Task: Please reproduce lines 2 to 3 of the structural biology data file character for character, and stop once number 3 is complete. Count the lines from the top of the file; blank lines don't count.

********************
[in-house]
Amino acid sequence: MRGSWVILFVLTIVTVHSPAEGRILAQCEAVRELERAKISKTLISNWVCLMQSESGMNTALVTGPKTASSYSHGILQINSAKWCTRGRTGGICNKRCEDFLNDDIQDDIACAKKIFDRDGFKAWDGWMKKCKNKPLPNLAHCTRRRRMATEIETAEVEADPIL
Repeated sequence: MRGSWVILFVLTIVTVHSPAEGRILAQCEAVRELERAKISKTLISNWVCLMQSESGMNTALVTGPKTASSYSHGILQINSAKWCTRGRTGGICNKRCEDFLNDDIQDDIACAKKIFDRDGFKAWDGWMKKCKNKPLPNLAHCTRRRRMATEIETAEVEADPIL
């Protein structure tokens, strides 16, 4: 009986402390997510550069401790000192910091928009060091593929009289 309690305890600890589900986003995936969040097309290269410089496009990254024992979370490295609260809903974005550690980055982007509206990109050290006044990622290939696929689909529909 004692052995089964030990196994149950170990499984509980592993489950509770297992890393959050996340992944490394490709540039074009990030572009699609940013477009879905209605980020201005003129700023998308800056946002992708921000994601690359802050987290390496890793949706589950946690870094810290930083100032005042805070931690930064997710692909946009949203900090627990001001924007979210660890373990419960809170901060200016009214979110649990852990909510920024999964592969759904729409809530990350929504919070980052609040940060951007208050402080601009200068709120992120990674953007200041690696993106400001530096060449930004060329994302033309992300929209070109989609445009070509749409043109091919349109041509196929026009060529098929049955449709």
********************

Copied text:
Amino acid sequence: MRGSWVILFVLTIVTVHSPAEGRILAQCEAVRELERAKISKTLISNWVCLMQSESGMNTALVTGPKTASSYSHGILQINSAKWCTRGRTGGICNKRCEDFLNDDIQDDIACAKKIFDRDGFKAWDGWMKKCKNKPLPNLAHCTRRRRMATEIETAEVEADPIL
Repeated sequence: MRGSWVILFVLTIVTVHSPAEGRILAQCEAVRELERAKISKTLISNWVCLMQSESGMNTALVTGPKTASSYSHGILQINSAKWCTRGRTGGICNKRCEDFLNDDIQDDIACAKKIFDRDGFKAWDGWMKKCKNKPLPNLAHCTRRRRMATEIETAEVEADPIL